One of the first organizations to stand up and risk supporting our transparent pricing initiative was the Oklahoma Council of Public Affairs, a state-based think tank here in Oklahoma City. I am sure that Brandon Dutcher (OCPA’s VP of Policy), author of the guest blog below, has taken considerable heat for his and his organization’s open support of our facility and free market health care in general. Brandon is one of the best writers I know and has been a great friend of both mine and Dr. Lantier’s and certainly of our facility. I was thrilled when Brandon agreed to contribute to our blog. Enjoy.
Medical Price Deflation Comes to Oklahoma
By Brandon Dutcher
The Jane Phillips Health Corporation is the local hospital in my hometown of Bartlesville, Oklahoma. My two eldest children were born there, so I have some wonderful memories associated with Jane Phillips and with Bartlesville, where my family has lived since before statehood. (When my mother was born in Bartlesville in 1942, Jane Phillips herself telegrammed from New York to offer congratulations.)
A not-for-profit Catholic corporation, Jane Phillips’ mission is “to provide healthcare and related ministries for the people served, especially the sick, the poor, and the powerless.” The hospital says it is dedicated to delivering “cost-effective compassionate care” and is “responsive to the needs of those we serve.”
Jerome Longacre has witnessed this responsiveness firsthand. A fitness trainer at Colaw Fitness in Bartlesville, Mr. Longacre recently tore his anterior cruciate ligament (ACL). He told me that an ACL repair at Jane Phillips was going to cost him roughly $25,000, though if he paid cash it would be closer to $15,000. This was better than $25,000, but it was still a daunting prospect.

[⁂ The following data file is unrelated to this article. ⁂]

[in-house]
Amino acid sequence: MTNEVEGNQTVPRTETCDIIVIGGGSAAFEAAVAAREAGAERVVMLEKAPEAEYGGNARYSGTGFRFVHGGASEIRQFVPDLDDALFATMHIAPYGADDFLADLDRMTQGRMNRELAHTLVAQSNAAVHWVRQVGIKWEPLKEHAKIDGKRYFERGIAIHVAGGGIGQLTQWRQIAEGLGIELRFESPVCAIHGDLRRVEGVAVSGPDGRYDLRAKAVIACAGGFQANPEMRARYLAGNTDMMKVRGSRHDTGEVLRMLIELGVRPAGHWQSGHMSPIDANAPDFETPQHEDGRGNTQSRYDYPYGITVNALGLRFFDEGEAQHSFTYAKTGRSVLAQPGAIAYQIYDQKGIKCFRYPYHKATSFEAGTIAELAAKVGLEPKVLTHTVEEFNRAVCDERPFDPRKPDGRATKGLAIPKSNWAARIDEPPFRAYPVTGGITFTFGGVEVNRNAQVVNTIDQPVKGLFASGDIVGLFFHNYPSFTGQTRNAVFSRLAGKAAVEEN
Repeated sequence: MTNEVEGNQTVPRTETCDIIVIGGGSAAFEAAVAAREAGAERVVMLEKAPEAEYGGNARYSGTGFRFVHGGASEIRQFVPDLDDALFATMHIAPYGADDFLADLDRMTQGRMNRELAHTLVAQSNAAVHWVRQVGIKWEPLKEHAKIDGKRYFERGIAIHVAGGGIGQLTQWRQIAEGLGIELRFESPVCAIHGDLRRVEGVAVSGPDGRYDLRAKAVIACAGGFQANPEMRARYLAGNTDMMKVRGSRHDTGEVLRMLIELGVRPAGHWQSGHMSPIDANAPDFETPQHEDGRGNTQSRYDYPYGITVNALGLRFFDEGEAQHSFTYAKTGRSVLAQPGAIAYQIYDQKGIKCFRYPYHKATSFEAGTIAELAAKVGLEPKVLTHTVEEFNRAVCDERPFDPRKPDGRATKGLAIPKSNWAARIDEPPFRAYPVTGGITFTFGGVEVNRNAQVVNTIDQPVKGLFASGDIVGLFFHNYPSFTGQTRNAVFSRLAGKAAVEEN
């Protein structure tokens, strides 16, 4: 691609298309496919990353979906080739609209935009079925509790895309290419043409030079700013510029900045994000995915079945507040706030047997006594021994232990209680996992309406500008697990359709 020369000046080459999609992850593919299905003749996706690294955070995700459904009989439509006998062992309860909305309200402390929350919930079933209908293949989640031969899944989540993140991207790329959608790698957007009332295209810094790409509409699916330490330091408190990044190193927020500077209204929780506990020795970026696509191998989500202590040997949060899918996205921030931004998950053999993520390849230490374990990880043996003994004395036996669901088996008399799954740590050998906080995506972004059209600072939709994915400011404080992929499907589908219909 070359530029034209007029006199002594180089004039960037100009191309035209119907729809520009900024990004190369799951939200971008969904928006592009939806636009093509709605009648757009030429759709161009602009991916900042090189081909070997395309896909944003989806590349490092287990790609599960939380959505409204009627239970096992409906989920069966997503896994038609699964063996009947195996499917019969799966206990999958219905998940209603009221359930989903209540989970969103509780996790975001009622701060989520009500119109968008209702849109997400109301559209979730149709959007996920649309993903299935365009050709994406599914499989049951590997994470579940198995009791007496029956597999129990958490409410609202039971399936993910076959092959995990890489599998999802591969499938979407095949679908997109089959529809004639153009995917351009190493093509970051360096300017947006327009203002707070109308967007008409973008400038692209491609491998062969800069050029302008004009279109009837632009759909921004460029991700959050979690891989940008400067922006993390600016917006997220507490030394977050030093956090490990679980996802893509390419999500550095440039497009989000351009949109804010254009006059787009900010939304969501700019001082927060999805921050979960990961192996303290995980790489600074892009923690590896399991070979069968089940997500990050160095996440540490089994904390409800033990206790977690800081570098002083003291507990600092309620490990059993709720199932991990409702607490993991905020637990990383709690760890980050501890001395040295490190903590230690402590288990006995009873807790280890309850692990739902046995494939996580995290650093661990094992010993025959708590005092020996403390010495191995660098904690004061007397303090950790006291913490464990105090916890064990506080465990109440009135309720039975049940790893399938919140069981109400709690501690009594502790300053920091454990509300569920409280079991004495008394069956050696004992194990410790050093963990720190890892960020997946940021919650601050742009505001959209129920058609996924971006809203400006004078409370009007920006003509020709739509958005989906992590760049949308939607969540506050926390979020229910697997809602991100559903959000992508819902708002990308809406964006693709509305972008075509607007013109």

That’s when a friend told him about the Surgery Center of Oklahoma, a multispecialty facility in Oklahoma City owned by some of the top surgeons and anesthesiologists in central Oklahoma. (Many physicians, including the current and past chairmen of the ear, nose, and throat department at one of the largest hospitals in Oklahoma City, prefer to operate at the Surgery Center.) The Surgery Center actually posts its prices online, so Mr. Longacre visited the website and discovered that an anterior cruciate ligament repair is $6,990. That price includes the initial consultation with the surgeon, the surgeon’s fee, the anesthesiologist’s fee, the facility fee, and uncomplicated-follow-up care.
Upon learning this, Mr. Longacre called Jane Phillips to inform them of the Surgery Center’s price and to ask if they would match it. “I talked to three different ladies,” he told me. “Finally, the last one said, ‘Let me call you back.’ She called back in about 10 or 15 minutes and said the CFO had approved that price.”
Mr. Longacre will have the surgery in Bartlesville.
So a procedure that once looked to be around $25,000 — or at least $15,000 — turns out to be closer to $7,000. Granted, it will be interesting to see if Jane Phillips bills Mr. Longacre for $25,000 but tells him he’s only responsible for $6,990 (so they can count the difference as “un-reimbursed care”). But Mr. Longacre doesn’t care — he’s just glad he can get the surgery at the lower price and doesn’t have to travel out of town for it.
One could say the good folks at Jane Phillips, ever responsive to the needs of those requiring cost-effective care, have provided compassionate ministry in keeping with their Christian mission. Or perhaps not. As Mr. Longacre told me, “The only reason they gave me a good price was because I found that place in Oklahoma City.” In any case, the result is the same.
Are the folks at the Surgery Center upset that they didn’t get the business? Not at all. One of the facility’s owners, Dr. Keith Smith, told me: “I am pleased to welcome Jane Phillips Hospital and their parent St. John Hospital to the new competitive medical marketplace. Reducing their charge of $15,000 to match our online price indicates that they realize that it is time to embrace price and quality competition and that they are willing to do so in order to keep Bartlesville patients from traveling to Oklahoma City.
“While we never had an opportunity to meet this patient,” Dr. Smith said, “we are gratified to have saved him and his family $8,000.”